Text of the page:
Sep 072016
 
Teachers who made a difference picture of teacher

Do you remember a few names of teachers who made a difference in your life?

Remember the excitement of back-to-school? Getting your teacher assignments, supplies, figuring out if your best buddies were in the same class as you? Wondering if you’d like the teacher? Years (decades) later, we remember a few of those teachers who made a difference. For good or for bad.

That’s a universal experience. It bonds us—just like the memory of the smell of mimeograph paper and the feel of the paper-bag book covers for those of us that went to school in the 60s and 70s. Continue reading »

Aug 252016
 

Culture Clashes and generation gaps through photos Culture Clashes. They happen among nations, ethnic groups, and generations. Sadly, culture clashes also occur among families. Heritages or upbringings collide. Differing values splinter relationships.

Personal memory collectors, memoirists, and family storytellers all struggle with whether or not to tell the unhappy, unflattering, or  embarrassing tales. Continue reading »

Aug 112016
 
Things I never wanted to know

What are some of the things you never wanted to know? How did you learn them? How would you write about them for loved ones?

We all have lessons that we want to pass on. However, we have also learned things that we never wanted to know. In the midst of a family tragedy, a friend texted me today with details on why some autopsies are done in the state capital rather than in her city. It’s a fact she never wanted to know. A heart-rending reminder of the surreal quality of shock and grief.

How poignant a method of storytelling to let loved ones and future generations know the things you hope they’ll never have to know. Continue reading »

Jul 212016
 
Reunions are stories of family

Relatives, In-laws, or friends, reunions are a great place to restore relationships and recover faded memories.

Until last weekend, I had forgotten how poignant reunions can be. Whether it’s family, school, or something else, reunions allow you to reconnect with the past. Not only are they great places to re-color some of those faded memories, they refresh the soul. Continue reading »

Jul 082016
 
Invisible illnesses and daily pills

Chronic and invisible illnesses can separate from family members that need to hear our stories

If you’re like me, chronic and invisible illnesses come towards the bottom of the list of things you’d like to write about yourself. It’s not just immersing yourself in the negativity. Although the term “invisible illness” applies “to any medical condition that is not outwardly visible to others,” according to Social Work Today, some illnesses (heart disease, cancer) seem to generate support from loved ones, while others leave sufferers socially isolated.

Many with invisible illnesses frequently encounter people who, although they’ve never had a license to practice medicine feel beholden to second guess other people’s health status or dispense dismissive medical advice. Continue reading »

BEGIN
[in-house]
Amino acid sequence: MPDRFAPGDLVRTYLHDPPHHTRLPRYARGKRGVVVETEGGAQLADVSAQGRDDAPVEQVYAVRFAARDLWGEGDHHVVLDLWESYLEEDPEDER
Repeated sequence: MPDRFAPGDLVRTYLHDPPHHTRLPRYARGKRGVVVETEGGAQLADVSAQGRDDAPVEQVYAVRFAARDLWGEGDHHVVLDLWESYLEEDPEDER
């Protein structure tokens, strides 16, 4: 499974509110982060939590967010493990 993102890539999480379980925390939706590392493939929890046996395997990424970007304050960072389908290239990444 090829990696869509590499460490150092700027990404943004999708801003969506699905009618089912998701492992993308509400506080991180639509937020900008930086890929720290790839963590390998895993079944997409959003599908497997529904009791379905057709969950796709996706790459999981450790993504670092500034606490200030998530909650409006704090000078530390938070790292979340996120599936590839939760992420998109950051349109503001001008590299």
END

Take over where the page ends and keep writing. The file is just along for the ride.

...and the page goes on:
Jun 272016
 
Silver linings behind broken hearts

Are there silver linings behind the heart-break in your family stories?

Last week, however, a friend showed me how to look for silver linings.

The news is often disturbing, but in the last couple of weeks the horrors that some people will inflict on others makes me want to run and hide. Only I don’t know where I’d go. Continue reading »

Jun 162016
 
Truth and Accuracy scrabble tiles

How do you deal with the elusiveness of truth and accuracy in memories and family stories?

The fallibility of memory can make truth and accuracy hard to come by. Competing versions of the same stories—the same memories—dance and whorl around family tables every get together. One person remembers it was a Sunday in July. A sibling insists it was in October and a Sunday.

How do you decide which version is true? What details are accurate? Perhaps a better question is how do you decide if the details of the story are worth fighting about.

Often the answer lies in understanding the difference between truth and accuracy as well as your own role as storyteller.

Truth versus Accuracy Continue reading »

Jun 042016
 
Daddy with childhood dog

Animal stories reveal character. Think about your family members and which animal stories you could tell.

My neighbor Frank likes to say that the way people act around dogs shows what type of person they really are. He’s right. Animal stories reveal character. Frank has never gone so far as to say that if someone doesn’t like dogs, they have questionable friendship potential, but I suspect that thought has crossed his mind.

How Animal Stories Reveal Character

John Grogan’s memoir, Marley & Me: Life and Love with the World’s Worst Dog is a great example of how animal stories reveal character. In Your Life is a Book: How to Craft & Publish Your Memoir, Brenda Peterson and Sarah Jane Freymann explain the popularity of the yellow lab as a character. “One of the reasons Marley is such a beloved character … is because Grogan reveals his dog’s flaws as well as his joys.” The same holds true for the author. We don’t just love Marley. Continue reading »

May 272016
 
What else have you lost quote by Havelock Ellis

What else have you lost? How did that loss teach the fine art of living?

Grief often rears its dark, draining head, not just when someone dies.  The onset of many life crises is the loss of something. A relationship, a value, a sense of purpose.  We’ve all experienced a loss of a pet or cherished object (See Writing Your Lost and Found Story.) But what else have you lost during your lifetime?

Loss of a Relationship, Sense of Identity

A loss of a relationship can also entail a loss of an identity. Our worldview changes when life chooses to make an illegal U-turn.

Recently, a friend of mine when through a time of anguish that makes me feel neurotic grieving over my perfectly normal empty nest. Her 20-year-old daughter disappeared from a rehab facility in a major city many hours away from home. For two eternally long months, there was no sign of her child.